MATTHEWS:  Well, calling him Herbert Hoover, do you think that‘s fair?  I think he‘s been off and on about whether the president has made the economy—


HARRIS:  Sure. 


CORN:  Bush lost the jobs, not Barack Obama. 

HARRIS:  Look, Barack Obama‘s favorable numbers in terms of his performance on the economy, he is underwater on this.  I am struck by the level of both naivete and arrogance on the left at people who just scoff at the notion that Barack Obama could be even remotely vulnerable somehow. 

MATTHEWS:  No, but Herbert Hoover is pretty harsh words, isn‘t it?


MATTHEWS:  You‘re comfortable with it? 

HARRIS:  Yes.  Yes. 


CORN:  Todd, you‘re creating a straw man. 


HARRIS:  No, no. 


CORN:  Listen, any time you have unemployment at 9 percent, 10 percent, whoever the incumbent is, is going to be in trouble.  There‘s nobody who denies that.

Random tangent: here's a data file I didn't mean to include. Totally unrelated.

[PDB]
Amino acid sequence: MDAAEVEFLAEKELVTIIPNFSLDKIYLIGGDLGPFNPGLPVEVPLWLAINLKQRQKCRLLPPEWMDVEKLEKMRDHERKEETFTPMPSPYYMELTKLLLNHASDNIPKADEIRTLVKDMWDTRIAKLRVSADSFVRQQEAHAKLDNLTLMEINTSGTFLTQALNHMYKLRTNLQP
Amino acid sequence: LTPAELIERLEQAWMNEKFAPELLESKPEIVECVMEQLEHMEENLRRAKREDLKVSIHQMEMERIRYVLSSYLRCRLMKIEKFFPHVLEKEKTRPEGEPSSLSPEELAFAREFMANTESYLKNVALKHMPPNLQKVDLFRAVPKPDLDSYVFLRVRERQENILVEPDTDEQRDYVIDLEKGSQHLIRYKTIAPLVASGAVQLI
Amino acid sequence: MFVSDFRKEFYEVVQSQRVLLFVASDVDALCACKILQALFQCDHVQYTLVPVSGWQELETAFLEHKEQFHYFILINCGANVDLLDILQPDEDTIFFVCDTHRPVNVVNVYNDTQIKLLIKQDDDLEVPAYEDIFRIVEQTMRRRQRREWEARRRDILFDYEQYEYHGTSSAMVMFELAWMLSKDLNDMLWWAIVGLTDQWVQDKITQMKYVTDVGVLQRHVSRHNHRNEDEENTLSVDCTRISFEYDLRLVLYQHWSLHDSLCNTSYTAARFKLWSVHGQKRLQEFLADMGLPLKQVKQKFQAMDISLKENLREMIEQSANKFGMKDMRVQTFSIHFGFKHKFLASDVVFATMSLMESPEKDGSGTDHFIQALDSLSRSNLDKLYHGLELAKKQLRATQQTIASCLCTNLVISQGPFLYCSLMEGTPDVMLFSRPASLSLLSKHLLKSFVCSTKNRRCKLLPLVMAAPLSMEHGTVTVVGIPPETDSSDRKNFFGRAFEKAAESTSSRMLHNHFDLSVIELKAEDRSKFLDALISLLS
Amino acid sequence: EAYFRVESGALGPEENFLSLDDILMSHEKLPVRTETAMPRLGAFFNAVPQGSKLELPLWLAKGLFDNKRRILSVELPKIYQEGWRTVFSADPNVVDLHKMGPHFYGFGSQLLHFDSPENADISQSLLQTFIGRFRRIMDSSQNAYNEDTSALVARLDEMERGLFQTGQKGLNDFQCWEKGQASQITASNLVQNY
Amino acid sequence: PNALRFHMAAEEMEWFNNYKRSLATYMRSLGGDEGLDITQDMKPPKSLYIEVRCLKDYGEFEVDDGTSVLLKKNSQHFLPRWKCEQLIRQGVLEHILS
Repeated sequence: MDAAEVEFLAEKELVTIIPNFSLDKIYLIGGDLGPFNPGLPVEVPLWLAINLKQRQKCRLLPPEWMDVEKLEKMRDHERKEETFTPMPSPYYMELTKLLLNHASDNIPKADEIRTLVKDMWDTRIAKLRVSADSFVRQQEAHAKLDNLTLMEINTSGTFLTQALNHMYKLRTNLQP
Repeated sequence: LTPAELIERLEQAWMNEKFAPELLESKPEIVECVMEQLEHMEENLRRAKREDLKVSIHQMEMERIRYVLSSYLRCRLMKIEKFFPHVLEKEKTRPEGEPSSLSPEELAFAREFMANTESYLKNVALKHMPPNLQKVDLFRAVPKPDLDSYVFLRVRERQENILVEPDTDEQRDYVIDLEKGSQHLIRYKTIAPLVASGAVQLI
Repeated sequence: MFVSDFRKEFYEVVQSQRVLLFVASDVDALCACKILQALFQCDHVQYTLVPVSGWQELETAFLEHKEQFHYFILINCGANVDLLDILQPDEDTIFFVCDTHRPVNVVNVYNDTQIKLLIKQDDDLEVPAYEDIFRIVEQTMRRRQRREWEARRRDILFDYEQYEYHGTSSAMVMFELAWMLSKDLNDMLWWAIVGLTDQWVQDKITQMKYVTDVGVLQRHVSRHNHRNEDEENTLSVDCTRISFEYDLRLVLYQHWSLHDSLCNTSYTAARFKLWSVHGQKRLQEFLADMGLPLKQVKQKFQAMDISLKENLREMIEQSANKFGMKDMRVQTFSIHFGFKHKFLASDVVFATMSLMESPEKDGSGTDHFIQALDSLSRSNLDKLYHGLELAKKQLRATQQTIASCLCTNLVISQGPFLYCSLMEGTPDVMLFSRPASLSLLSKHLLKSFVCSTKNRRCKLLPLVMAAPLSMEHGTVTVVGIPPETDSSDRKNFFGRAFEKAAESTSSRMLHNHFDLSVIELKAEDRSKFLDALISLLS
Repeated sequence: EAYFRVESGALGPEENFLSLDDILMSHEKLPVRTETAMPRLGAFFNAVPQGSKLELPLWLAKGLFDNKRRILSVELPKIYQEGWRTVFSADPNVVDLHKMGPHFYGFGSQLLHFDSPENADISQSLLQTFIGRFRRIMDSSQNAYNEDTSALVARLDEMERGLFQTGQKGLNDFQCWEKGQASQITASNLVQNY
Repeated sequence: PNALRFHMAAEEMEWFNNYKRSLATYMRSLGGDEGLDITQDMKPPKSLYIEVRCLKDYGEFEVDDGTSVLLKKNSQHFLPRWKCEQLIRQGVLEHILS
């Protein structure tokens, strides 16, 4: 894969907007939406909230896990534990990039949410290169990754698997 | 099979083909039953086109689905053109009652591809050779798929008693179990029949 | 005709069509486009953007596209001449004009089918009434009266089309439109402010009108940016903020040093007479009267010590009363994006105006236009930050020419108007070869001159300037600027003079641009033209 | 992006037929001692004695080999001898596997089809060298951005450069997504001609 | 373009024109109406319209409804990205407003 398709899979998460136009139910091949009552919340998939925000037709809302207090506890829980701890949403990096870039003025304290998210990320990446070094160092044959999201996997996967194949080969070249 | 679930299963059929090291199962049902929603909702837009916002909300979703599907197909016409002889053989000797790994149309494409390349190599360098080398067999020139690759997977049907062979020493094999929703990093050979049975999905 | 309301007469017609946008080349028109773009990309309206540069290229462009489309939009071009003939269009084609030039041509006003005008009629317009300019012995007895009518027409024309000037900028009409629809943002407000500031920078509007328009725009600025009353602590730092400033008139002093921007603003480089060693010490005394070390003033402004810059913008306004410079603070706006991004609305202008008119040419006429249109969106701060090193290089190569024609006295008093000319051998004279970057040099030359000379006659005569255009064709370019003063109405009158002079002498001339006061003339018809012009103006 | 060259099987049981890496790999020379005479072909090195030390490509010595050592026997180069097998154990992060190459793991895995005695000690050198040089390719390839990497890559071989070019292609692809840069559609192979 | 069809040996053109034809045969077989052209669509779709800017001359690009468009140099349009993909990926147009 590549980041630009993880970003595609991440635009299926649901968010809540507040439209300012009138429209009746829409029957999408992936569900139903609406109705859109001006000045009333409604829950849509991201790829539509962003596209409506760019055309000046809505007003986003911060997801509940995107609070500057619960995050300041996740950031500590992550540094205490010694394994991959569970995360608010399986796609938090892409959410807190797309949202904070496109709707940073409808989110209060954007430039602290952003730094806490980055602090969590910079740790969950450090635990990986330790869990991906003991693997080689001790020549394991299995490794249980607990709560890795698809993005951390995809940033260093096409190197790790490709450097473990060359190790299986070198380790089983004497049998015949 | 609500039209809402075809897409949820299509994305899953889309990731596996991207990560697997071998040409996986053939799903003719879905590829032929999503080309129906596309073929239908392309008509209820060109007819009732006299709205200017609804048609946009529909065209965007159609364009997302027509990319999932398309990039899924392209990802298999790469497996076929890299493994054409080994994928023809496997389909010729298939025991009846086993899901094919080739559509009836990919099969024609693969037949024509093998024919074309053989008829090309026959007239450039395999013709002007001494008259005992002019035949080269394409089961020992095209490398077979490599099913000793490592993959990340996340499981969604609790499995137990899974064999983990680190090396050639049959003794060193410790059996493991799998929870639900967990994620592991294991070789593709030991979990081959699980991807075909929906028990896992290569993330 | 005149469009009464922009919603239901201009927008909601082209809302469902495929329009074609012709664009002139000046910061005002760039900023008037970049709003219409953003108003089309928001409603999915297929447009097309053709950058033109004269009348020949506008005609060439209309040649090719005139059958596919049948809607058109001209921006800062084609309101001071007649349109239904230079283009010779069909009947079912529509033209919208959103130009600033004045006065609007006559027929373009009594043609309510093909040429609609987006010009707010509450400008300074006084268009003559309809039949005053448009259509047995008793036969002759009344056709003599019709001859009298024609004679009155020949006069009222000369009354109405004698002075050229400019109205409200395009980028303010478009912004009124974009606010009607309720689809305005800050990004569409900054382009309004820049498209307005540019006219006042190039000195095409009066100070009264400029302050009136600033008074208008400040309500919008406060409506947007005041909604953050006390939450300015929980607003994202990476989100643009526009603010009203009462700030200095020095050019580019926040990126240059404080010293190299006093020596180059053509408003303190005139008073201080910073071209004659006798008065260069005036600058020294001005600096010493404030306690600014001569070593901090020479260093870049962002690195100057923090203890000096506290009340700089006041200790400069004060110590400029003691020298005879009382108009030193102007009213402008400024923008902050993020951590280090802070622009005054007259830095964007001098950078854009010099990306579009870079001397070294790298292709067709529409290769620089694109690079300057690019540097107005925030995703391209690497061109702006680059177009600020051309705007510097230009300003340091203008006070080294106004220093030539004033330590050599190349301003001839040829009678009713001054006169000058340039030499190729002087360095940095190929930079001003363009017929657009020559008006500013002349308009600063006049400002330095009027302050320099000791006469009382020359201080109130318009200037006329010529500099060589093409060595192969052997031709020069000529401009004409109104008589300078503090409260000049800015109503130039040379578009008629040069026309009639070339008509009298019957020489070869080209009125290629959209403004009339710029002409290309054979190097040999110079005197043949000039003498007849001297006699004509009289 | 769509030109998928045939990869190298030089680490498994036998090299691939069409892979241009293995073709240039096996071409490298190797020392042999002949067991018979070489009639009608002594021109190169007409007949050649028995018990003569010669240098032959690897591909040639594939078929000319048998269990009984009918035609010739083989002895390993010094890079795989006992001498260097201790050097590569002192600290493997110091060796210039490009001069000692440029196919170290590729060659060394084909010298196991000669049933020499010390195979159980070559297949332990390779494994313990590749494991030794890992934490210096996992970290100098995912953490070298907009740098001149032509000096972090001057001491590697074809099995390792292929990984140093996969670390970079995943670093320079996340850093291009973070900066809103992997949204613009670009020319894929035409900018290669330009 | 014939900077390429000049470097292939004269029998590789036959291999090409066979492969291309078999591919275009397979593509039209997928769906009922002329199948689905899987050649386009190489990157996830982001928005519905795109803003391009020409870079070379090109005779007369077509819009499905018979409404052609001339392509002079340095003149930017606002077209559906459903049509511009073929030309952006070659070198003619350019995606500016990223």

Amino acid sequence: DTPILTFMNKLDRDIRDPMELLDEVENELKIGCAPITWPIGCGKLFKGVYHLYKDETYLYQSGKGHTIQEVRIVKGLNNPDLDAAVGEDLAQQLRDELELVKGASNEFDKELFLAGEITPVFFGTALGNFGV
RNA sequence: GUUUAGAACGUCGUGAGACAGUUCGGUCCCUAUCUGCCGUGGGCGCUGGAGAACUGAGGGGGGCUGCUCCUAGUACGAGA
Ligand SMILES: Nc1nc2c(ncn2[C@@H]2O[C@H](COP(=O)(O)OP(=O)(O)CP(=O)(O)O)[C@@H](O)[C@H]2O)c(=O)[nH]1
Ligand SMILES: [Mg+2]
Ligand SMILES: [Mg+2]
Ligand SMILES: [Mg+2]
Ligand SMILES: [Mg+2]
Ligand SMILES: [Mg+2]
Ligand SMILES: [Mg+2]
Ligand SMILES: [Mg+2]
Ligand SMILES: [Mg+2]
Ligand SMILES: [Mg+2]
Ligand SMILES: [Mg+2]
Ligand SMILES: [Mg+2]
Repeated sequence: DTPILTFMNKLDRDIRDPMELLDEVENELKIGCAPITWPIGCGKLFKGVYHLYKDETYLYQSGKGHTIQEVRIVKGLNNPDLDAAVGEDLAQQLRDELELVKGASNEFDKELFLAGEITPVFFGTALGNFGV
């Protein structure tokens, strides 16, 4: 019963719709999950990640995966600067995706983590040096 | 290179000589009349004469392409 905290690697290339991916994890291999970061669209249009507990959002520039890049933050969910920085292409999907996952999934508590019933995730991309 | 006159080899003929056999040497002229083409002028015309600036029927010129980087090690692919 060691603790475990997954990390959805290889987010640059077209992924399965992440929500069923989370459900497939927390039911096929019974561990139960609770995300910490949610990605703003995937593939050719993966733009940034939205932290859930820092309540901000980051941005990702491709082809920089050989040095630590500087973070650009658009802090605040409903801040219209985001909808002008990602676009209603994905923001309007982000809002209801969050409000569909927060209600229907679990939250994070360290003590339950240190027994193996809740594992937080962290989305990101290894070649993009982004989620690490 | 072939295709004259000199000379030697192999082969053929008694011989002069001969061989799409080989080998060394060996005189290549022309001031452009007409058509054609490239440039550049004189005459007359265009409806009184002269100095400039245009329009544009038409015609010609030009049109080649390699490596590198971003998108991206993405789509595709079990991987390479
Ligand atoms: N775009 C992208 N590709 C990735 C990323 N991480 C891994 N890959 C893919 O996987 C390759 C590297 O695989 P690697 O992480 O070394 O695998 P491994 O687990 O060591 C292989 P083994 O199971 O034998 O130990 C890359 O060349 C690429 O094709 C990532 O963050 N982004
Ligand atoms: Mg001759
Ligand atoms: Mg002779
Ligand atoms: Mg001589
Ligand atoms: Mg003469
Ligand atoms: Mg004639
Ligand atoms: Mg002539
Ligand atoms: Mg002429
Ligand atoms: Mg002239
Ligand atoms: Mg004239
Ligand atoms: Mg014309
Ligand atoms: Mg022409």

MATTHEWS:  Well, it was 25 percent under Hoover.  Let‘s get that straight. 

CORN:  But when Mitt Romney says the economy is worse under Barack Obama than it was at the end of the Bush years, that‘s simply not true.  We‘re not hemorrhaging the ways they are.

Now, you can make the case that maybe Barack Obama should have created more jobs and done better, but what Mitt Romney‘s—how he‘s describing it is just inaccurate. 


HARRIS:  Well, OK.  If the Obama wants their message to be the economy, it is not as bad as you think it is, that‘s probably not a winning formula. 


MATTHEWS:  We‘re into games here.

Let me ask you this about your candidate, strongest candidate. 

Romney, is he the front-runner? 

HARRIS:  Oh, sure. 

MATTHEWS:  Is Romney beatable? 

HARRIS:  Sure. 

MATTHEWS:  Can he be beaten on the left? 

HARRIS:  In the Republican primary? 

MATTHEWS:  Yes.  Can Huntsman beat him? 

HARRIS:  I think that would be tough to do. 

MATTHEWS:  You think Huntsman could beat him on the left?

CORN:  I think Huntsman has to get above 5 percent in New Hampshire first. 


Can he be beaten on the right by somebody like Rick Perry, who goes to his right, or someone like that, or Bachmann, Michele Bachmann?  Can they beat him on the right?  Is he too left for your party, Romney? 

HARRIS:  No.  No. 


HARRIS:  He‘s winning in the polls. 


MATTHEWS:  Well, those polls are based on name I.D. right now.

Michele Bachmann, can she knock him off in New Hampshire?